INDIANAPOLIS (AP) — A top state senator said Wednesday that his committee will consider legislation that would allow riverboat casinos on Lake Michigan and the Ohio River to move inland in hopes of staving off new competition from neighboring states.
Senate Appropriations Chairman Luke Kenley, R-Noblesville, said Indiana’s casinos deserve to be protected because they are fairly clean and well-regulated, employ 16,000 people, and bring in about $1.1 billion in annual state and local tax revenue,
“It’s a situation that calls for allowing these people to do things that they ought to be able to do to meet anticipated competition head on,” Kenley said. Inland locations in the cities or counties where the riverboat casinos are located could draw more customers, he said.
Ohio voters approved a ballot measure in November to allow one casino each in Cincinnati, Cleveland, Columbus and Toledo.
An analysis by the Indiana Legislative Services Agency, the General Assembly’s nonpartisan research arm, predicts three casinos in southeastern Indiana — which rely heavily on customers from the Cincinnati area — would be hardest hit by the new competition.
The Hollywood Casino in Lawrenceburg, Grand Victoria Casino in Rising Sun and Belterra Casino near Vevay — all downstream from Cincinnati — could lose $260 million in gambling revenues in the first year after the Ohio casinos open, the analysis said. That would amount to a $93 million cut in taxes they pay.
The report said Hoosier Park’s casino in Anderson, about 25 miles northeast of Indianapolis, would lose gambling customers to a Toledo casino, costing the state another $9 million.
A new casino near Chicago is planned, as are more tribal casinos in Michigan, which already has more than 20 such gambling attractions.
And Kentucky Gov. Steve Beshear wants to legalize either slot machines or casino-style gambling at racetracks throughout his state.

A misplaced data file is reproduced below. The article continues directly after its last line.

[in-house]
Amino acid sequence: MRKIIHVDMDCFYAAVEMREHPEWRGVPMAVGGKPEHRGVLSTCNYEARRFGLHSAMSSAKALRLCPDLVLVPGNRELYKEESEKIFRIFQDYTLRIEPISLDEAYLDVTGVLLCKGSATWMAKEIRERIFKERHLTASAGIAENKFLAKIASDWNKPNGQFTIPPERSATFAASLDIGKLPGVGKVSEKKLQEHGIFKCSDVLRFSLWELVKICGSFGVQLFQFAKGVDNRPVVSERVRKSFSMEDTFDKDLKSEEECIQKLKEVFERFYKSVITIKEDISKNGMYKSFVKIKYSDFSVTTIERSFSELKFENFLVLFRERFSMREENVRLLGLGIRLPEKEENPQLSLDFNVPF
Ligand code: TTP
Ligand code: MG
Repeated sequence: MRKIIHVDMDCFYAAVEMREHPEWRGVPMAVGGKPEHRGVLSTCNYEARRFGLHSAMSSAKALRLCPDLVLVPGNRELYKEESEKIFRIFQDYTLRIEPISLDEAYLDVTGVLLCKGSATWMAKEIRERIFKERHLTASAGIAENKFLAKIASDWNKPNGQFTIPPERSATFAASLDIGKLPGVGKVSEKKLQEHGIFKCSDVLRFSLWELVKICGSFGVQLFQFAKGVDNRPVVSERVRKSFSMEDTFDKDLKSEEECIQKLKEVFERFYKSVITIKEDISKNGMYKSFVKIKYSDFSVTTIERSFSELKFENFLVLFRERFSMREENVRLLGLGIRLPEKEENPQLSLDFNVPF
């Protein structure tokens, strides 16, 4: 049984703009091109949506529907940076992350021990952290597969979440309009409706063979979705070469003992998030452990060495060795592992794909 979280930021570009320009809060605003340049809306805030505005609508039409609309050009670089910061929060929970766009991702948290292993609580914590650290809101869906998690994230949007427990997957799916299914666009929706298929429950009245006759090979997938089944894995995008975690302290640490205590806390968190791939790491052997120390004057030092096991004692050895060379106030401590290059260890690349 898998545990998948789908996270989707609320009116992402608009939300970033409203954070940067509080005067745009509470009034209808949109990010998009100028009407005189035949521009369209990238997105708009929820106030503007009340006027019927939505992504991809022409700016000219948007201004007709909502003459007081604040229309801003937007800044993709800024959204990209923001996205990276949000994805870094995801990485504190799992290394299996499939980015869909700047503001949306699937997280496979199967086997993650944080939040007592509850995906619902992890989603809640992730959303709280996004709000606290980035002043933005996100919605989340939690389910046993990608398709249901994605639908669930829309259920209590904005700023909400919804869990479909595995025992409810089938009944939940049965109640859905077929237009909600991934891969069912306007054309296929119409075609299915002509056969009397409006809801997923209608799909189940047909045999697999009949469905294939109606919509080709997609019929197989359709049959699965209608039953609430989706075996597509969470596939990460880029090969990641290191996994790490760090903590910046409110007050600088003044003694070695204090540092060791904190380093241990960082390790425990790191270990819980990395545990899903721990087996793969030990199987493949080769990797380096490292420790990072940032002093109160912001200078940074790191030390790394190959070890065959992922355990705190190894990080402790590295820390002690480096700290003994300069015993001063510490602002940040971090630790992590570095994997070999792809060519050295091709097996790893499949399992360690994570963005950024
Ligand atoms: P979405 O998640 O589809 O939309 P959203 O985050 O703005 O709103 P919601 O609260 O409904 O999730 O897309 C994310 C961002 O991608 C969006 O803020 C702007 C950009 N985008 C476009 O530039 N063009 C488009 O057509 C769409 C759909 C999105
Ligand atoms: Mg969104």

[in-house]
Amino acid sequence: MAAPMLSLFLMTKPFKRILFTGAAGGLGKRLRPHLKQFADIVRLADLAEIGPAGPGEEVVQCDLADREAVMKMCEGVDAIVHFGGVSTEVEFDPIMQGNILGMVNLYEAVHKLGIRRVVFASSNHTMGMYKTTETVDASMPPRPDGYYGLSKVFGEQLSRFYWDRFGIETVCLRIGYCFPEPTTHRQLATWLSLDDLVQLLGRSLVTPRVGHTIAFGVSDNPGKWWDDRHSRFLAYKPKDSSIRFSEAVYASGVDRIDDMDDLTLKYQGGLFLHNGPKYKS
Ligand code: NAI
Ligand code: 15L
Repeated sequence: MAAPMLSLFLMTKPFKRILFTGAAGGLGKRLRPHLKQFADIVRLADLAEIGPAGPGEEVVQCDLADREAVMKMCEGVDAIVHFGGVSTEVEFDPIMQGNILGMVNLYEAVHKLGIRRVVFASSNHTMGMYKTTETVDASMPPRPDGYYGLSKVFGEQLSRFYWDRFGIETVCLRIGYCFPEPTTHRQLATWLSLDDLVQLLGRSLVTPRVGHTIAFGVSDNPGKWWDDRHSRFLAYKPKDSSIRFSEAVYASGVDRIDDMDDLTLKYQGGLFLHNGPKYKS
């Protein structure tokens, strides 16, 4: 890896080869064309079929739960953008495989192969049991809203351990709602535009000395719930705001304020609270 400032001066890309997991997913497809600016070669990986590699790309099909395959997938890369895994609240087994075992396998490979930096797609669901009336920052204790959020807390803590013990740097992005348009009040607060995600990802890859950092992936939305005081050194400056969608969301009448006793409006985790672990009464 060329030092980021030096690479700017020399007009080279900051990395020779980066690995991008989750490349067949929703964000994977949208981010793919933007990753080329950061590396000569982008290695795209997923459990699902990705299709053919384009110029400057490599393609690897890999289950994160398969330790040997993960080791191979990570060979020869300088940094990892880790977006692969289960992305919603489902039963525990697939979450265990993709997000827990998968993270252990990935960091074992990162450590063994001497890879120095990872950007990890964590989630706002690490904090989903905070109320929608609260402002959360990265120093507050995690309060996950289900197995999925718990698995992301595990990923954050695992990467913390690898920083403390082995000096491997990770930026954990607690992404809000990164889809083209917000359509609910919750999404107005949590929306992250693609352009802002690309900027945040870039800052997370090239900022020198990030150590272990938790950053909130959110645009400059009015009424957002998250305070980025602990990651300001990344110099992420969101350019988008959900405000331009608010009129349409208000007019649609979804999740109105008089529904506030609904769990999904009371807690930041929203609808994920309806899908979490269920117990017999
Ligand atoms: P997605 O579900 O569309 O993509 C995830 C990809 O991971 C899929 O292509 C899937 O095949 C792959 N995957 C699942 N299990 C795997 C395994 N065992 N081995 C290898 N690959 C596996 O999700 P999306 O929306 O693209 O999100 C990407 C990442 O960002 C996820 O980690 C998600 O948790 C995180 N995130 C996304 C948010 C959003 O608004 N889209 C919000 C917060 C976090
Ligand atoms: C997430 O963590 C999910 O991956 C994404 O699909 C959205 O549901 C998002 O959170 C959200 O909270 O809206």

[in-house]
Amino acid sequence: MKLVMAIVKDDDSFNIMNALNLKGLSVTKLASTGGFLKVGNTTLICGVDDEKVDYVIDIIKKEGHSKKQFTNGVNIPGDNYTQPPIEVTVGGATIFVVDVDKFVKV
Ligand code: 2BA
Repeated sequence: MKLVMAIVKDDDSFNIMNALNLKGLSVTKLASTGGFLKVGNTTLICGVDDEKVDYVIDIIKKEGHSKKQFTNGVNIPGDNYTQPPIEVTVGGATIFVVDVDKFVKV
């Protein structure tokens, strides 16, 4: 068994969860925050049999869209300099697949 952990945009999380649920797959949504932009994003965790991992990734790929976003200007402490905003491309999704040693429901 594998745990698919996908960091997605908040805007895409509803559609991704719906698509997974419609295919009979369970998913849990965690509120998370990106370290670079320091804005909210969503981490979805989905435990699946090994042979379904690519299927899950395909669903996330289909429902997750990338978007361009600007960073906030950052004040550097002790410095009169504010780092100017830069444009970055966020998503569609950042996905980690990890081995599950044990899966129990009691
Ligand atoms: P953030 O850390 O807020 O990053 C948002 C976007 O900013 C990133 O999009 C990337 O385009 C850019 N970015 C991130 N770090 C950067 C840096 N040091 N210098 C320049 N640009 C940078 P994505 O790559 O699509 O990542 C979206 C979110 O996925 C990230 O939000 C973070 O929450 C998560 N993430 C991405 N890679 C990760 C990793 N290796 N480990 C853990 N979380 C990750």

Sen. Ron Alting, R-Lafayette, is drafting the bill that Kenley’s committee will consider.
He said it would allow riverboat casinos to move inland for a $50 million fee, and they would no longer be required to have navigational systems.
One of two casinos on Lake Michigan in Gary could be moved to a major intersection of interstates in the city without paying a fee, because the other license would be returned to the Indiana Gaming Commission.
Some lawmakers want to provide tax relief to casinos at Indiana’s two pari-mutuel racetracks. They are now required to pay wagering tax on revenue that is not kept by the casino, but is set aside for their communities, the horse-racing industry and a casino in southern Indiana’s Orange County.
But according to the Legislative Services Agency, that would mean a $26.5 million loss in taxes to the state. Alting said because of the state’s worsening fiscal condition, he would not include the proposed tax break in his bill.
Republican Gov. Mitch Daniels has said he would not support an expansion of gambling or tax breaks to casinos. But he said he was open to the idea of relocating existing riverboat casinos to inland locations.